Collective Mind Community Conversation
Generating revenue for networks
by Seema Patel, Senior Advisor, Collective Mind
Collective Mind hosts regular Community Conversations with our global learning community. These sessions create space for network professionals to connect, share experiences, and cultivate solutions to common problems experienced by networks.
In May 2022, Collective Mind hosted a Community Conversation about alternative approaches to generating revenue for networks. The session welcomed Mohammad Issa, General Manager of Yes Theater and President of Creativity Lab for Empowerment and Innovation, based out of Palestine, and Beth Unverzagt, the Executive Director of OregonASK, based in Oregon. Each panelist shared their experiences around resourcing their networks and examples of different approaches they’ve used to diversify their revenue streams.
Highlights from the conversation
Adequate funding is a common challenge across many sectors and industries but can be distinctly difficult for networks, where resources need to account for the collective, rather than just one organization. Many networks fall back on membership fees as a means to generate income which, while potentially beneficial to creating a sense of ownership for paid members, can also have implications around equity and inclusion of members’ voices. Other options, such as donor funding, can often be competitive, administratively onerous, and limiting in scope and flexibility. Additionally, when network members carry out their own programming and rely on resources from foundations and governments rather than collaboratively fundraise for the network, it can put more constraints on an already-competitive donor landscape. In cases where membership fees or traditional donor funding models aren’t ideal or sustainable, it becomes important for networks to think outside the box, or in some cases, look for opportunities in unlikely places. And most importantly, those opportunities must be shaped with the network in mind.
In the instance of one of our panelists, the idea to use entrepreneurship as a means to generate revenue was inspired by an existing project. What began as a donor-funded initiative to use puppets as a creative practice to foster mental wellbeing and provide activities for children and youth, transitioned into an entrepreneurial collaboration of professional puppetry practitioners providing a service to marginalized communities. This concept was then used to offer capacity building, incubator, and mentoring programs to the network members to help them adopt an entrepreneurial mindset and carry forward similar collaborations. The value-add of using an approach like social entrepreneurship in a network context has the dual benefit of generating income that can be invested back into the network and simultaneously extending the social impact of the enterprise through the collective reach of the network.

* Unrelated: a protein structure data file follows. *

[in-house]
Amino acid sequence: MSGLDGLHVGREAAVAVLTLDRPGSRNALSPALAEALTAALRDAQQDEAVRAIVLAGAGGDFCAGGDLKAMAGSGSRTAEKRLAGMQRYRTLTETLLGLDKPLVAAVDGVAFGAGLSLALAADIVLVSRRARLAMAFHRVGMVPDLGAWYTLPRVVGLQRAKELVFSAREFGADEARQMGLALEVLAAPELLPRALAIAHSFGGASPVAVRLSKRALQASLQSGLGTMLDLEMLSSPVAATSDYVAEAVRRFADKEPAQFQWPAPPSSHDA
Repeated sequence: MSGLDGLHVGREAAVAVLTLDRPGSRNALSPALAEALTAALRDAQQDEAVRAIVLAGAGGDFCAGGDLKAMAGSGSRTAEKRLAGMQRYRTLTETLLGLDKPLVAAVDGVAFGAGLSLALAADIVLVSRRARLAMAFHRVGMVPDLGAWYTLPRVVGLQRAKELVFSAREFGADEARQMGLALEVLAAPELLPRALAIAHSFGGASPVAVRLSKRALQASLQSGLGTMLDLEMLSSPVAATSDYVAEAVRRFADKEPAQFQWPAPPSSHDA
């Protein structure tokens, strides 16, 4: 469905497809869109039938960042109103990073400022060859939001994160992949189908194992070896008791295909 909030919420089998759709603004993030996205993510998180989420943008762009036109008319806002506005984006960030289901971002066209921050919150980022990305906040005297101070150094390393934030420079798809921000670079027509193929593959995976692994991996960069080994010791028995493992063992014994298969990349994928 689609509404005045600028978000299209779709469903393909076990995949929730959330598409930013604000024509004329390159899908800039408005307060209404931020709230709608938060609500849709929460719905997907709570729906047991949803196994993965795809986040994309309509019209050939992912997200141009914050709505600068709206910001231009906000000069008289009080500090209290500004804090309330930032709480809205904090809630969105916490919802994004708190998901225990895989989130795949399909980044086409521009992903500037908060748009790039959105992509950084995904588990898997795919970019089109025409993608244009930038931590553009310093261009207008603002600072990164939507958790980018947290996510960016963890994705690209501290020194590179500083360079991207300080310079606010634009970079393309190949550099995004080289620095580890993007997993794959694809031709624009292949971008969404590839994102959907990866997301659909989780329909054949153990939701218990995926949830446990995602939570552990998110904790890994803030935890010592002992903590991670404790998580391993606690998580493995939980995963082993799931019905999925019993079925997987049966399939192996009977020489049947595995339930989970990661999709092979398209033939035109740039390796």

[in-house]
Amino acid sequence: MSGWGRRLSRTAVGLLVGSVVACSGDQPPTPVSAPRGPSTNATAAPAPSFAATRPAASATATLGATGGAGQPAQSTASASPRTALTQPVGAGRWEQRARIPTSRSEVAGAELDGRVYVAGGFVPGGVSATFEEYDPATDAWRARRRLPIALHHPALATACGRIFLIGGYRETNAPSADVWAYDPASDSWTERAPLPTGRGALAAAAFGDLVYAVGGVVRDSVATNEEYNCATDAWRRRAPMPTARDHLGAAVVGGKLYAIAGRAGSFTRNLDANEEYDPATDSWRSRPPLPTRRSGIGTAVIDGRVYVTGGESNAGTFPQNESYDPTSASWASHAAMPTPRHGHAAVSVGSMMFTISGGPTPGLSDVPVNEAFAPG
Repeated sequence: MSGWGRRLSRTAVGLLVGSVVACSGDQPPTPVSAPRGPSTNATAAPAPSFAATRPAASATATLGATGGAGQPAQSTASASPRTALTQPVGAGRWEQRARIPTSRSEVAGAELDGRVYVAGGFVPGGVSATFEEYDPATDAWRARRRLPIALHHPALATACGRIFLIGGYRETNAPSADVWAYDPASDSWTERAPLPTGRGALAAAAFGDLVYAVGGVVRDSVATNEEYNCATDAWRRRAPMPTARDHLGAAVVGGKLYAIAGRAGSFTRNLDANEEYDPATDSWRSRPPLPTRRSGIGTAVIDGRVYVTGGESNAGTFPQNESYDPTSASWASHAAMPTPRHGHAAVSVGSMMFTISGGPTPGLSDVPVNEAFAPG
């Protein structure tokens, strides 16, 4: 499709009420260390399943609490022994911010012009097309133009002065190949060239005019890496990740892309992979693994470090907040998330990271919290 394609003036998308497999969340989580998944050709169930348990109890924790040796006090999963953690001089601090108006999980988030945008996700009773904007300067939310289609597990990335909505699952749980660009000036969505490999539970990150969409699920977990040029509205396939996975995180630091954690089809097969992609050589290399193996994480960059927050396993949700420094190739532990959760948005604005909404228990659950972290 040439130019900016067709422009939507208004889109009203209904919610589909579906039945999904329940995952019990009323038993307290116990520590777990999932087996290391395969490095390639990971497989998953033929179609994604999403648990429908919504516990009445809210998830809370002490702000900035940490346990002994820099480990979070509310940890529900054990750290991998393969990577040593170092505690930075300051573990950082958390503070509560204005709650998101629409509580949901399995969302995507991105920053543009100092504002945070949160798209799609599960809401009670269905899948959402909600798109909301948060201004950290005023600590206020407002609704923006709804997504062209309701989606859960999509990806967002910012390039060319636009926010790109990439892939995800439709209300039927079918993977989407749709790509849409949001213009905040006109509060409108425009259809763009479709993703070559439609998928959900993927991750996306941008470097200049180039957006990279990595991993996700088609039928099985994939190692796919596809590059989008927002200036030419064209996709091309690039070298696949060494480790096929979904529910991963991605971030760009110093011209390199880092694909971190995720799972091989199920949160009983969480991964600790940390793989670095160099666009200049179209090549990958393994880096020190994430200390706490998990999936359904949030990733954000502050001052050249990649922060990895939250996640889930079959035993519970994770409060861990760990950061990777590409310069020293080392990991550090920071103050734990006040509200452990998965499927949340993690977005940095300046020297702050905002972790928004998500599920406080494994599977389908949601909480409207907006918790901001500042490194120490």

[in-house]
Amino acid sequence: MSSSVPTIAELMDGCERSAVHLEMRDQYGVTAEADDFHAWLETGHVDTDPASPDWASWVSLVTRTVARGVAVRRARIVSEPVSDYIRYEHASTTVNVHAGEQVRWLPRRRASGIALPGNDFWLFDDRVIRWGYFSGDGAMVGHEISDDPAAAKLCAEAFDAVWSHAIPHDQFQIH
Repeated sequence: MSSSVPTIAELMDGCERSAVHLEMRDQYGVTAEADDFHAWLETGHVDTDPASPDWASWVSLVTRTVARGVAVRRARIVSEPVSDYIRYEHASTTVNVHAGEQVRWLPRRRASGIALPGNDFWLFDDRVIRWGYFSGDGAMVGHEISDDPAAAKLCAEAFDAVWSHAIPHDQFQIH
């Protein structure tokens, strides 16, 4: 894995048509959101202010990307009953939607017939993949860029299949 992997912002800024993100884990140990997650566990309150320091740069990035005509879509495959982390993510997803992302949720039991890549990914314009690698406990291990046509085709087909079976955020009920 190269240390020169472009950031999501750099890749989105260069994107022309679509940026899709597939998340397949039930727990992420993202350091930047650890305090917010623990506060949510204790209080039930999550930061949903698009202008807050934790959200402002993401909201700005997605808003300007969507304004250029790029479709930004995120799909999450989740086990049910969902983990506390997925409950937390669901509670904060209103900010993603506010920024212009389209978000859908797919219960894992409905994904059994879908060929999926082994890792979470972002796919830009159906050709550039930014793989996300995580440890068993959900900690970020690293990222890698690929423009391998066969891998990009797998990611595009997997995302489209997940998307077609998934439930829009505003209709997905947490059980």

Another means to generate revenue is to provide training, technical assistance, or research as a service. For example, as shared by our other panelist, their network actively seeks out contracts with school districts or government agencies to provide such services so as to improve the quality of what they provide to children and youth. Other networks have tried crowdfunding campaigns or requests for donations as a means to generate revenue to support stipends for under-resourced members to attend events. While oftentimes this doesn’t generate a large amount, it can demonstrate that the network’s connections are strong and supportive.
What also became clear from the conversation is that exploring alternative means for funding calls for a cultural mindset shift by the organizations that have signed on to be part of the network — a shift away from competing against each other for resources and towards collectively looking to resource the network as a whole to create greater impact. In other words, in order to generate revenue for a network, you must think like a network. However, this can only be achieved through dedicated and consistent conversations with the membership, to bring them along in the ideation and development process of alternate funding strategies.
There may also be instances in which networks are unable to resource themselves. This may be a signal or an opportunity to strategically reflect on the network’s value-add, impact, and competitive advantage. A shift or redesign may be needed in order for the network to become more innovative or impactful, or in some cases, to make the decision for the network to close up shop.
In any of these cases, fundraising for a network is time-consuming and intensive. Investing upfront time to look for new and innovative ways to generate revenue becomes a worthwhile and important component of any network’s long-term strategy.
Miss the session? View the recording here and check out the resources provided by our co-host!
Thank you again to our panelists, Mohammad Issa and Beth Unverzagt!
Have your own experiences with peer learning models? Tell us about it in the comments below.
Or email Seema at firstname.lastname@example.org to co-host an upcoming session with us.